Military-to-Civilian Transition Story: A Success Story Waiting for You
Article Sponsored by: American Military University
A ComSonics employee
Great things are known to come in small packages.
Such is the case with ComSonics, Inc., a growing electronics company living large on the cutting edge of groundbreaking technology. With its corporate headquarters in Harrisonburg, Va., ComSonics is an international manufacturing and services firm in the electronics industry. Founded in 1972, much of their 40 plus years of electronics expertise was developed in the highly-technical cable television industry.
Today, ComSonics' operational capabilities include a state-of-the-art electronics manufacturing facility, three dedicated bench repair facilities in California, Indiana, and Virginia, and four regionally-located mobile laboratories offering onsite certification convenience.
"We are a smaller, employee-owned company, having 215 employees. In the past ten years, however, we have grown and diversified so much," said Pam Snyder, director of human resources.
Looking for the best employees
Depending on the specific position, presentation, customer service and technical skills are also required. As the company expands, it finds itself seeking candidates with a varied skill set.
"Many of those skills are found within the Navy electronics career field, Air Force avionics and Army signal occupations," said Salzman, who is based out of the Austin, Texas BMI office.
The strengths of transitioning military personnel
BMI is equally devoted to ComSonics.
"ComSonics is special to me. We've enjoyed a long-lasting relationship. We fully understand their varied needs and do everything we can to fill them with the best possible matches," said Salzman.
"In interviews for positions that require traveling, we ask them if there are any issues with being away from home for a few weeks at a time. They simply laugh. Many of them are so used to being deployed for such longer periods of time that our three week on the road, two weeks at home work schedule seems easy in comparison," said Snyder.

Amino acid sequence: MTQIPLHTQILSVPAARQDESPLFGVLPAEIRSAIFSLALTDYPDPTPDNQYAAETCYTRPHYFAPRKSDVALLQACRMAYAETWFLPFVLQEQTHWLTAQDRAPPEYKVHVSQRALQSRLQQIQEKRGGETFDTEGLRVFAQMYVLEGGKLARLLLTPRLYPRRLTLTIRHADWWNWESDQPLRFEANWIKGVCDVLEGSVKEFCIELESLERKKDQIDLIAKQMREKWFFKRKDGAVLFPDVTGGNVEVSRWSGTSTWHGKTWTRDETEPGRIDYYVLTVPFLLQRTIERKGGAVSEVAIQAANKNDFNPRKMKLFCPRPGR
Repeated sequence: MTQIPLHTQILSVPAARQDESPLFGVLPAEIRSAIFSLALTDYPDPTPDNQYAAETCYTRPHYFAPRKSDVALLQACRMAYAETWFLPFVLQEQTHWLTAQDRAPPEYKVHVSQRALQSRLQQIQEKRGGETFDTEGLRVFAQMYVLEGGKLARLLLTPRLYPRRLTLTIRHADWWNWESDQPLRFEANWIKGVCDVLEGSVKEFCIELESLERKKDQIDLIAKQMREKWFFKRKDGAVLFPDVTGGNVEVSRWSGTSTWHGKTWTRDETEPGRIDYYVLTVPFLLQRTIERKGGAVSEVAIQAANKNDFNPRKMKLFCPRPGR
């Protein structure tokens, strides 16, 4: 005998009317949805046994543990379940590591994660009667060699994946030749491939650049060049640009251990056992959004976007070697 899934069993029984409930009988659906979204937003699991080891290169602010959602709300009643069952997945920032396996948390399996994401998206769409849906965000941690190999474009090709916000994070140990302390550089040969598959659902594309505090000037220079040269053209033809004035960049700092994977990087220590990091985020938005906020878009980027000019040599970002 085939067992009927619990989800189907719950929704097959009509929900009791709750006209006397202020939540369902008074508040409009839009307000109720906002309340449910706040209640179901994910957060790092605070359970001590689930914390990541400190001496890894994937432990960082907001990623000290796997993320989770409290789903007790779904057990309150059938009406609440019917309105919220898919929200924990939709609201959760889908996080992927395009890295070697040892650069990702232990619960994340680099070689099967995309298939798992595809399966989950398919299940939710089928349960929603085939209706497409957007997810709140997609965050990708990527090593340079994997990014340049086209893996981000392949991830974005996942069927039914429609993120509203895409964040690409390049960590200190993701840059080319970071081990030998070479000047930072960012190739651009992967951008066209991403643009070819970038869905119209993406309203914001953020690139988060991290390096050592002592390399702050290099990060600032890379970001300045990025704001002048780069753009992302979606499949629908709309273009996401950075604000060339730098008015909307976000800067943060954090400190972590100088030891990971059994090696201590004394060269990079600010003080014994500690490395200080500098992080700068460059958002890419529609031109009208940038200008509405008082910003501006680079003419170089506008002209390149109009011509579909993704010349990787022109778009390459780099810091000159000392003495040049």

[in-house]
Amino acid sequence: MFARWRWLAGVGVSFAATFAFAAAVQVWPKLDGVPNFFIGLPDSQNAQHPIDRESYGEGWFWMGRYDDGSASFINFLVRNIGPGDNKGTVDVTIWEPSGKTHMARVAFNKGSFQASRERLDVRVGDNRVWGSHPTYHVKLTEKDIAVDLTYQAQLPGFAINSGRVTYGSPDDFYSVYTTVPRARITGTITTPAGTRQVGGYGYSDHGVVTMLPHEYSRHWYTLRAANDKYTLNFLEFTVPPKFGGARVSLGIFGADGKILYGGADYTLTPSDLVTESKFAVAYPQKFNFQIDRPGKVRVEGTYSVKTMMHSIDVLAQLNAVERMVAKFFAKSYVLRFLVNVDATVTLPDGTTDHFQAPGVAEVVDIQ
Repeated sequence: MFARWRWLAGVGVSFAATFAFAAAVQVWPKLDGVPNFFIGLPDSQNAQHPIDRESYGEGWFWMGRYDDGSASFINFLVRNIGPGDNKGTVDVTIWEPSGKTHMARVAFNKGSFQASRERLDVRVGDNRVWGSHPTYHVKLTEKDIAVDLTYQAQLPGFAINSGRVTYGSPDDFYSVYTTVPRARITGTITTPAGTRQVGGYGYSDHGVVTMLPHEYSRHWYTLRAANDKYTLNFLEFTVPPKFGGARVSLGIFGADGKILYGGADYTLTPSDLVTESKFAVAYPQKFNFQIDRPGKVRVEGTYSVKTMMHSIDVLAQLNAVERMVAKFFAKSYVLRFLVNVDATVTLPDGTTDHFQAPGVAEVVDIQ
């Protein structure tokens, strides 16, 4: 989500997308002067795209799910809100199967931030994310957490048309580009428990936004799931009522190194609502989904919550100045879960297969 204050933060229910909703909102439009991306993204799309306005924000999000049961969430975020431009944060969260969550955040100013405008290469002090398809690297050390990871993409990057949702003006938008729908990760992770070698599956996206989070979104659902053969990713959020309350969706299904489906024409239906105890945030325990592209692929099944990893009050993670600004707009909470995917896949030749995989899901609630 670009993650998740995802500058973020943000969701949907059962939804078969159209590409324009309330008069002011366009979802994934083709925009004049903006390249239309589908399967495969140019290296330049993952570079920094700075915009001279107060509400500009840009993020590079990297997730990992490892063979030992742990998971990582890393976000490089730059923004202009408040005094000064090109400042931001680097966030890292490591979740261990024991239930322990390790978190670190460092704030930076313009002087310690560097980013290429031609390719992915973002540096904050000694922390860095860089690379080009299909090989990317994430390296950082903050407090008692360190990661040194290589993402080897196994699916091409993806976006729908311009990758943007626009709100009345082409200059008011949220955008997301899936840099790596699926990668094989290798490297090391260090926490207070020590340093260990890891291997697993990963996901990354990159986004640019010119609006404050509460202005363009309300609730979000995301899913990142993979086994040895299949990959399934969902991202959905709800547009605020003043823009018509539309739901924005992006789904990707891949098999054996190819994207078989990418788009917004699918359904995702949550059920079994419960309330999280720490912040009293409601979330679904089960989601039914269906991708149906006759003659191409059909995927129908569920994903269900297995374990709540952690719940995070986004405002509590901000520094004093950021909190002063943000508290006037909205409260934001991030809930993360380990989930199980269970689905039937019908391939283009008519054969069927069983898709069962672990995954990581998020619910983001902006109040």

What ComSonics has to offer you
"In 1985, ComSonics became a 100% ESOP corporation, which means ComSonics is 100% employee owned. All our full-time employees who are 21 years of age and have worked for the company for at least a year own a part of the company, so our employees have a vested interest in every product or service we provide. We all want to succeed because we all benefit as a result," said Snyder.
According to Snyder, the organizational culture of ComSonics is a comfortable one having an open door policy.
"We are not a formal, stuffy kind of company. We are friendly, open to new ideas and respectful of our employees," said Snyder. "Our reputation and many years of success are built upon a quality commitment to our valued customers. And at the heart of our success are the employees of ComSonics."
ComSonics also offers competitive salaries and lucrative benefits. This includes not only employee ownership but also medical, dental, and 100% tuition assistance.
Advancement opportunities are also a reality.
"We like to promote from within wherever possible," said Snyder.
"Employee ownership also creates a different work culture. Everyone wants to succeed because everyone has skin in the game," said Snyder.
"We aren't able to offer as big of a compensation package as a very large company might, but we offer good salaries with additional benefits that could never be realized in a larger organization," said Snyder.
"I enjoy working with ComSonics. It's a good company and it was the best choice for me. The job itself is fun, offering a nice variety. We get to do a little bit of everything," said Voelkers.
Transitioning from military to civilian life was not without it challenges, according to Voelkers.
"I had only had one job in my life and my employer that whole time was the U.S. Air Force. I wasn't sure what to expect," said Voelkers.
"The number one thing I would tell someone thinking about leaving the military now, is to contact BMI. They made the whole process of finding a job easy and smooth for me," said Voelkers adding that it also helps to be open to moving to different geographical locations.
Voelkers learned about BMI when he attended the mandatory transition assistance briefings provided by the Air Force. There he met Chris Stevens, a BMI candidate recruiter / regional operations manager, who arranged for him to learn about the company and interview for a position with it.
"In January 2006, I contacted BMI and started working with Chris [Stevens] to locate potential job opportunities. I attended a BMI hiring event in the springtime and within two to three weeks I was offered the job as a Technical Support Representative with ComSonics," said Voelkers.
Within a year and half, he was promoted to Supervisor of Technical Support.
Janet Farley is the author of "The Military-to-Civilian Career Transition Guide" and she writes the JobTalk column for the Stars and Stripes newspaper.
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